Peter Sagan back with a bang to claim Tour yellow jersey

08 July 2018 - 18:17 By Reuters
Slovakia's Peter Sagan (C) celebrates after winning the second stage of the 105th edition of the Tour de France cycling race between Mouilleron-Saint-Germain and La Roche-sur-Yon, western France, on July 8, 2018.
Slovakia's Peter Sagan (C) celebrates after winning the second stage of the 105th edition of the Tour de France cycling race between Mouilleron-Saint-Germain and La Roche-sur-Yon, western France, on July 8, 2018.
Image: Philippe LOPEZ / AFP

A year after being kicked out of the Tour de France, world champion Peter Sagan was back with a bang as he claimed victory in the second stage to take the overall leader’s yellow jersey on Sunday.

The Slovak was thrown out after the fourth stage 12 months ago for sending Mark Cavendish crashing in a chaotic sprint, but he won it clean this time to beat Italian Sonny Colbrelli and France’s Arnaud Demare into second and third places.

“It’s a perfect day, I was a bit scared because Sonny was coming back strong,” said Sagan, who also wore the yellow jersey in 2016.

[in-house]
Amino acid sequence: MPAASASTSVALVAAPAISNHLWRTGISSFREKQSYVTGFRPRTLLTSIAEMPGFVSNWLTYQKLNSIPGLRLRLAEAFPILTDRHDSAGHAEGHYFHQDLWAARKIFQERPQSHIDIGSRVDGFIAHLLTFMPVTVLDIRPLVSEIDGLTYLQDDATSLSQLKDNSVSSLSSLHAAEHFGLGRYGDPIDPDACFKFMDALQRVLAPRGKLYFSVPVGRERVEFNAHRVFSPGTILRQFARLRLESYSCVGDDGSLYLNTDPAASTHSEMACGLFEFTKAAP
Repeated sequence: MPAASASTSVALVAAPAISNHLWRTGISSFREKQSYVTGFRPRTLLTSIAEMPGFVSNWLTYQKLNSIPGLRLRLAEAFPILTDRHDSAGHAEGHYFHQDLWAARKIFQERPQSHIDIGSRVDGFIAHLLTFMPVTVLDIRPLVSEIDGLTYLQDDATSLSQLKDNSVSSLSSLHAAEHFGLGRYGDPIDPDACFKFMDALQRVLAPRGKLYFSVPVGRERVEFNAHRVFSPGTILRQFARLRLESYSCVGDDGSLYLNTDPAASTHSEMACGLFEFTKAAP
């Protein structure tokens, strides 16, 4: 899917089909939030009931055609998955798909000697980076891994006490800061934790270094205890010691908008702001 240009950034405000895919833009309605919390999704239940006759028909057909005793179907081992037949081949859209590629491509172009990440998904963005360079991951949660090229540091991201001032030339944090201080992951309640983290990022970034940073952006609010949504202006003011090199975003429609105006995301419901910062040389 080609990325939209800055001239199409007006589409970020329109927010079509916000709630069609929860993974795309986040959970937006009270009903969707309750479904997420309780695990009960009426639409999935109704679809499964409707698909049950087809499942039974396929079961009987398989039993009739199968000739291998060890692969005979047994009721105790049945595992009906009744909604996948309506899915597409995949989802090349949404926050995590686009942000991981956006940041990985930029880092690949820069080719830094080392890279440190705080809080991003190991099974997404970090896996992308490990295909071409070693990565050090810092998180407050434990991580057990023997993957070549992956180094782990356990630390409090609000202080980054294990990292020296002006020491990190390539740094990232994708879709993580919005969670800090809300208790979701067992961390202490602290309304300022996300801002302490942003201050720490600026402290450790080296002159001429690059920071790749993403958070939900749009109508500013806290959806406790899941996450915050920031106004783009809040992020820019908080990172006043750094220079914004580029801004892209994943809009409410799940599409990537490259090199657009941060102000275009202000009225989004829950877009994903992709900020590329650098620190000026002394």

“It’s a very good start. I’m really back.”

Colombian Fernando Gaviria, who won the opening stage on Saturday and wore the yellow jersey during the 182.5-km ride from Mouilleron-Saint-Germain, crashed in the finale and was unable to contest the sprint.

German Marcel Kittel, who has 14 Tour stage wins under his belt, suffered a puncture just under eight kilometres from the line and could not make it back to the front of the bunch in time.

The final sprint was contested by a dozen riders after a massive pile-up split the bunch, with Gaviria and Australian Michael Matthews, suffering in the crash.

Demare launched the sprint 250 metres from the line and Sagan jumped ahead of him with ease before holding off Colbrelli in the final metres.

Spain’s Luis Leon Sanchez, who has four Tour stage wins to his name, pulled out after he sustained a possible shoulder injury in a crash 37km from the finish.

Defending champion Chris Froome, who lost 51 seconds to some of his main rivals after crashing on Saturday, had an uneventful day on the bike and finished safely in the peloton.

The Briton, hoping to become the first rider since Marco Pantani in 1998 to achieve a Giro d’Italia-Tour double, was booed by the French crowd ahead of the start.

Froome has been cleared of any wrongdoing after testing positive for excessive levels of the anti-asthma drug Salbutamol, but the locals have been jeering and whistling the four-times champion since the teams' presentation on Thursday.

Ethiopian Tsgabu Grmay became the first rider to abandon the race, suffering with abdominal pain.

X